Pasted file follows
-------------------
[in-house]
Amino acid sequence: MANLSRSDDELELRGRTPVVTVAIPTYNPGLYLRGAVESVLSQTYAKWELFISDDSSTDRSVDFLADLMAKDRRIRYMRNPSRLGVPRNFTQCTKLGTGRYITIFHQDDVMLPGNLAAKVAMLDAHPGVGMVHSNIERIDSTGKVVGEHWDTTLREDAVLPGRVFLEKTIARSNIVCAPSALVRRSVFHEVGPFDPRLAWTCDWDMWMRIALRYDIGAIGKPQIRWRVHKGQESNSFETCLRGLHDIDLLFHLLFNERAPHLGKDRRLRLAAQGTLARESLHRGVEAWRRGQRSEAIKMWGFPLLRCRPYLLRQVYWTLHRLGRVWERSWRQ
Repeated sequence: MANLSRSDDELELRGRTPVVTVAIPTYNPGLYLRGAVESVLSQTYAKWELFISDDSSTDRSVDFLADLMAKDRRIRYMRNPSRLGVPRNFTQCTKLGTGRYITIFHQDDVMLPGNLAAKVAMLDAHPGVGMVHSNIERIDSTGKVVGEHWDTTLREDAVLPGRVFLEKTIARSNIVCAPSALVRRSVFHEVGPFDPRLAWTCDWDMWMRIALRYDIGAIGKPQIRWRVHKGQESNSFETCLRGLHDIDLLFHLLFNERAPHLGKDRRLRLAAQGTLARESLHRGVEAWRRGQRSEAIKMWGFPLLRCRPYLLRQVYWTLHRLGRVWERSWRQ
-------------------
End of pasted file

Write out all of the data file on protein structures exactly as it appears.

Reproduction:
[in-house]
Amino acid sequence: MANLSRSDDELELRGRTPVVTVAIPTYNPGLYLRGAVESVLSQTYAKWELFISDDSSTDRSVDFLADLMAKDRRIRYMRNPSRLGVPRNFTQCTKLGTGRYITIFHQDDVMLPGNLAAKVAMLDAHPGVGMVHSNIERIDSTGKVVGEHWDTTLREDAVLPGRVFLEKTIARSNIVCAPSALVRRSVFHEVGPFDPRLAWTCDWDMWMRIALRYDIGAIGKPQIRWRVHKGQESNSFETCLRGLHDIDLLFHLLFNERAPHLGKDRRLRLAAQGTLARESLHRGVEAWRRGQRSEAIKMWGFPLLRCRPYLLRQVYWTLHRLGRVWERSWRQ
Repeated sequence: MANLSRSDDELELRGRTPVVTVAIPTYNPGLYLRGAVESVLSQTYAKWELFISDDSSTDRSVDFLADLMAKDRRIRYMRNPSRLGVPRNFTQCTKLGTGRYITIFHQDDVMLPGNLAAKVAMLDAHPGVGMVHSNIERIDSTGKVVGEHWDTTLREDAVLPGRVFLEKTIARSNIVCAPSALVRRSVFHEVGPFDPRLAWTCDWDMWMRIALRYDIGAIGKPQIRWRVHKGQESNSFETCLRGLHDIDLLFHLLFNERAPHLGKDRRLRLAAQGTLARESLHRGVEAWRRGQRSEAIKMWGFPLLRCRPYLLRQVYWTLHRLGRVWERSWRQ